While one must be careful not to overstate the level of support that Salih has, it is perhaps just as dangerous to underestimate that support. While loyalty to Salih is largely limited to some northern tribesmen, these groups are some of the country’s best armed, and many of them may think they have much to lose if the Salih regime ends.
Major General Ali Muhsin al-Ahmar remains an important figure in northern Yemen who has received little attention during the unrest. While the general, who commands the 1st Armored Division and is overall commander of the Northwestern Military District, was greatly weakened both politically and militarily during the series of wars against the Houthis in northwest Yemen, he remains a powerful figure.
Ali Muhsin al-Ahmar is often inaccurately described as President Salih’s brother. He is from the same village (Bait al-Ahmar), but is not related to Salih’s family. President Salih and Ali Muhsin al-Ahmar have a long and contentious relationship. For many years, Ali Muhsin al-Ahmar was regarded as the second most powerful man in Yemen and a likely contender for the presidency if something were to happen to Salih. Over the last eight years, Ali Muhsin’s position has been greatly weakened by his forces’ poor performance against the Houthis as well as by frequent charges of corruption and mismanagement. It has been suggested that at least the first round of fighting against the Houthis (2003) was instigated by members of the Salih regime who wanted to weaken Muhsin and his forces (Salih initially supported the Believing Youth Movement [a Houthi organization] as a counterbalance to the Salafi threat in the area). This is debatable, but the weakening of Muhsin’s position and the ensuing rivalry between him and Salih is not.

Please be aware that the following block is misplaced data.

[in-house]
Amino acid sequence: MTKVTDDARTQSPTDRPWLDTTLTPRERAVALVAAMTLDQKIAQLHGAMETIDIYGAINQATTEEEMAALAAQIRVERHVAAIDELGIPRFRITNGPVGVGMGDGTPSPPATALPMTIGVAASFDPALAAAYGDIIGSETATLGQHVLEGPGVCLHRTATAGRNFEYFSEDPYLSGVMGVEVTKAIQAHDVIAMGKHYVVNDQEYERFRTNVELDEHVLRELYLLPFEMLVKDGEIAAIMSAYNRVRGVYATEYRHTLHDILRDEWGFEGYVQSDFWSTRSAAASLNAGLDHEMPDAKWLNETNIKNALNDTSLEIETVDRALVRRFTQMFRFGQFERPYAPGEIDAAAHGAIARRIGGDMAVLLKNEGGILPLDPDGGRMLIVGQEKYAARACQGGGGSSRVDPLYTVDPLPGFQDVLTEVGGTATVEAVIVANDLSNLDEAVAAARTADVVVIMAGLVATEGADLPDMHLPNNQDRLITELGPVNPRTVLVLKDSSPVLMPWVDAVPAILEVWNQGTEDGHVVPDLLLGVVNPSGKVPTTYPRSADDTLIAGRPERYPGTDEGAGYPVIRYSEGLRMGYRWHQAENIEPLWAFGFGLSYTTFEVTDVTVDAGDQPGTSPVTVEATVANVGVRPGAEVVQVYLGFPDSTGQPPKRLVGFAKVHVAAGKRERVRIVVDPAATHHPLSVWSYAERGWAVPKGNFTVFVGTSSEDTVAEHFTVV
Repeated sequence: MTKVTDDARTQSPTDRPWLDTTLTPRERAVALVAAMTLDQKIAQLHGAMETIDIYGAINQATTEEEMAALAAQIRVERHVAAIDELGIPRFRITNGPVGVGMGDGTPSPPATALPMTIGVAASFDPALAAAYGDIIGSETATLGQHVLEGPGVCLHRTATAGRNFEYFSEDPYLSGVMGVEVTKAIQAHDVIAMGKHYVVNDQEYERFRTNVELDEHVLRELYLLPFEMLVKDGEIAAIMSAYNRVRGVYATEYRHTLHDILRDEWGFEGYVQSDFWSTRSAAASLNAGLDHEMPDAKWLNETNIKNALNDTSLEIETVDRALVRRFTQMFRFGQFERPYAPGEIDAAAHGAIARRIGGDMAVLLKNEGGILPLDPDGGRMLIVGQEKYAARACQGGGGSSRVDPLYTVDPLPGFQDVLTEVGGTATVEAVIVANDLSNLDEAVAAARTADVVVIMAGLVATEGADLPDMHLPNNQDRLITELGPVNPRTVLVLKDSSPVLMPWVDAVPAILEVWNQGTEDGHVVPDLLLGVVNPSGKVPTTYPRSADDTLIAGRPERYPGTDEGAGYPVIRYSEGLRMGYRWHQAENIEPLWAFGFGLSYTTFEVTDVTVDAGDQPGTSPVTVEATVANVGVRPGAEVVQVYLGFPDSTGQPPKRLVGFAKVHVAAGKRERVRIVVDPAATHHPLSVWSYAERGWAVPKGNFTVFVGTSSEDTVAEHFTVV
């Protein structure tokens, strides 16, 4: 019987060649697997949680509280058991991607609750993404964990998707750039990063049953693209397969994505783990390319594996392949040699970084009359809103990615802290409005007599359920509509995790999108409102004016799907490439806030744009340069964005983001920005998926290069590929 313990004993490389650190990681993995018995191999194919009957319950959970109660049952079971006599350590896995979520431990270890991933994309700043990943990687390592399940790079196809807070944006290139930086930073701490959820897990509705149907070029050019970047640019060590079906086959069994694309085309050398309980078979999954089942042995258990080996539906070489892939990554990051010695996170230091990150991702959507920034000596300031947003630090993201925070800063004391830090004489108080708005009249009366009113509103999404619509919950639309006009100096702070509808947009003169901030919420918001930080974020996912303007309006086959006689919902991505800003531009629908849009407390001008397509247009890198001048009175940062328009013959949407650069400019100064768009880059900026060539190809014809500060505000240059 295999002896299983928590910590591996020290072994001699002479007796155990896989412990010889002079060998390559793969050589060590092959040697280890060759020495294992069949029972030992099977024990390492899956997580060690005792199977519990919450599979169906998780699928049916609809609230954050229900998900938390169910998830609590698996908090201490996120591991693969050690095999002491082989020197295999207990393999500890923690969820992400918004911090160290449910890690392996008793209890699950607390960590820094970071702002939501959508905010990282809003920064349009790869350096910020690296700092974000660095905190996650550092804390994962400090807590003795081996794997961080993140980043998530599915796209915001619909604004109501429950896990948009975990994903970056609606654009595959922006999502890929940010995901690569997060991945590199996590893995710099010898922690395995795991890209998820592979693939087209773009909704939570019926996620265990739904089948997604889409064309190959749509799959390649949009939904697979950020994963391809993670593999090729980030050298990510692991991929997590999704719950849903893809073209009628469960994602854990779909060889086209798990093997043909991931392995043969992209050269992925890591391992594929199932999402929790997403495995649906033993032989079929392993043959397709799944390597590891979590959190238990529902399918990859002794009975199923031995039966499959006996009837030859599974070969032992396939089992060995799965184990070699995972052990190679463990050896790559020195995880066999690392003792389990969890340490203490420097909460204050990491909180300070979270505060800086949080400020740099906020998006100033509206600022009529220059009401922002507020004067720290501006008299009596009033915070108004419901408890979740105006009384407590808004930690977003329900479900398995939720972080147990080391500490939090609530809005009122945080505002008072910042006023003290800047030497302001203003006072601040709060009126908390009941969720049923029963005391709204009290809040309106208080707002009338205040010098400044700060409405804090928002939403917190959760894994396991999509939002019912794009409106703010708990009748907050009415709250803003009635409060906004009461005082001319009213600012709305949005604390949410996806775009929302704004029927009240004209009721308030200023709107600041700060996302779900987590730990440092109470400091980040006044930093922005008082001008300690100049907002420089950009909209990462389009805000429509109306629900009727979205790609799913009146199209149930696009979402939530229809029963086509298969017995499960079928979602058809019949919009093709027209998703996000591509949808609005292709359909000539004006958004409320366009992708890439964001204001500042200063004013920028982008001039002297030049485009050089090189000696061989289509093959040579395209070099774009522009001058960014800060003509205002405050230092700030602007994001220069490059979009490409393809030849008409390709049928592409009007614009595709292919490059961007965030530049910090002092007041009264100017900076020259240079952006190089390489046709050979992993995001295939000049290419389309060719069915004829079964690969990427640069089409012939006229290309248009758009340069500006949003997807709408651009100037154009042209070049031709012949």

In an attempt to further weaken Ali Mushin and presumably lay the groundwork for a successor, President Salih saw to it that his son, Brigadier General Ahmed Ali Salih, rose to command the country’s best trained forces, the Republican Guard and the Special Forces, which are largely American trained and funded. The Salih regime, with the help of American military aid, has lavished funds on the Republican Guard and Special Forces. This has set up a natural rivalry between not only Ali Abdullah Salih and Ali Muhsin but also between Ali Muhsin and Ahmed Ali Salih. While Ali Muhsin al-Ahmar remains the titular commander of the Northwestern Military District, much of his power has been usurped by Ahmed Ali Salih and his Republican Guard, which participated in the last round of fighting against the Houthis (2009-10).